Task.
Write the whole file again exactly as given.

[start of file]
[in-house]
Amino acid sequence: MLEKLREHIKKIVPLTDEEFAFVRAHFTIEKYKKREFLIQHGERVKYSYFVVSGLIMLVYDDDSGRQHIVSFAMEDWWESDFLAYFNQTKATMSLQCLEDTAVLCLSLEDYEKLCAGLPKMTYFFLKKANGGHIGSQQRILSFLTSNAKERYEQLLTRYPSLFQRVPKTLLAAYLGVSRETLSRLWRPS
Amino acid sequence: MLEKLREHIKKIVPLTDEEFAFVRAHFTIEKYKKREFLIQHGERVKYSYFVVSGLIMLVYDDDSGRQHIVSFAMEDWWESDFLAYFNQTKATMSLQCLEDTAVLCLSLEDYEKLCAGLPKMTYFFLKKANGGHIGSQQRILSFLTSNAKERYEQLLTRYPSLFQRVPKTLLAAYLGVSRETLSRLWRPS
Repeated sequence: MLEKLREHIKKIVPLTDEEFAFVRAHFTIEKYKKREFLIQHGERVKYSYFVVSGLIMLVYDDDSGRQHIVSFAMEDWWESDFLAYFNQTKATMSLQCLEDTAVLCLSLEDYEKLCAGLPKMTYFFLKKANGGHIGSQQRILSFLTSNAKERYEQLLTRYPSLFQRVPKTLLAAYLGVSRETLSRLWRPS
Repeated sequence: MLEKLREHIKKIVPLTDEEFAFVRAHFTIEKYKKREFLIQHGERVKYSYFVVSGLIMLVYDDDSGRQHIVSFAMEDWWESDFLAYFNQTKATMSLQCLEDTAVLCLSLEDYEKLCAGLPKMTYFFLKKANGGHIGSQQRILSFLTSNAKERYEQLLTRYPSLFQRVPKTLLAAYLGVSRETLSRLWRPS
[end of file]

[in-house]
Amino acid sequence: MLEKLREHIKKIVPLTDEEFAFVRAHFTIEKYKKREFLIQHGERVKYSYFVVSGLIMLVYDDDSGRQHIVSFAMEDWWESDFLAYFNQTKATMSLQCLEDTAVLCLSLEDYEKLCAGLPKMTYFFLKKANGGHIGSQQRILSFLTSNAKERYEQLLTRYPSLFQRVPKTLLAAYLGVSRETLSRLWRPS
Amino acid sequence: MLEKLREHIKKIVPLTDEEFAFVRAHFTIEKYKKREFLIQHGERVKYSYFVVSGLIMLVYDDDSGRQHIVSFAMEDWWESDFLAYFNQTKATMSLQCLEDTAVLCLSLEDYEKLCAGLPKMTYFFLKKANGGHIGSQQRILSFLTSNAKERYEQLLTRYPSLFQRVPKTLLAAYLGVSRETLSRLWRPS
Repeated sequence: MLEKLREHIKKIVPLTDEEFAFVRAHFTIEKYKKREFLIQHGERVKYSYFVVSGLIMLVYDDDSGRQHIVSFAMEDWWESDFLAYFNQTKATMSLQCLEDTAVLCLSLEDYEKLCAGLPKMTYFFLKKANGGHIGSQQRILSFLTSNAKERYEQLLTRYPSLFQRVPKTLLAAYLGVSRETLSRLWRPS
Repeated sequence: MLEKLREHIKKIVPLTDEEFAFVRAHFTIEKYKKREFLIQHGERVKYSYFVVSGLIMLVYDDDSGRQHIVSFAMEDWWESDFLAYFNQTKATMSLQCLEDTAVLCLSLEDYEKLCAGLPKMTYFFLKKANGGHIGSQQRILSFLTSNAKERYEQLLTRYPSLFQRVPKTLLAAYLGVSRETLSRLWRPS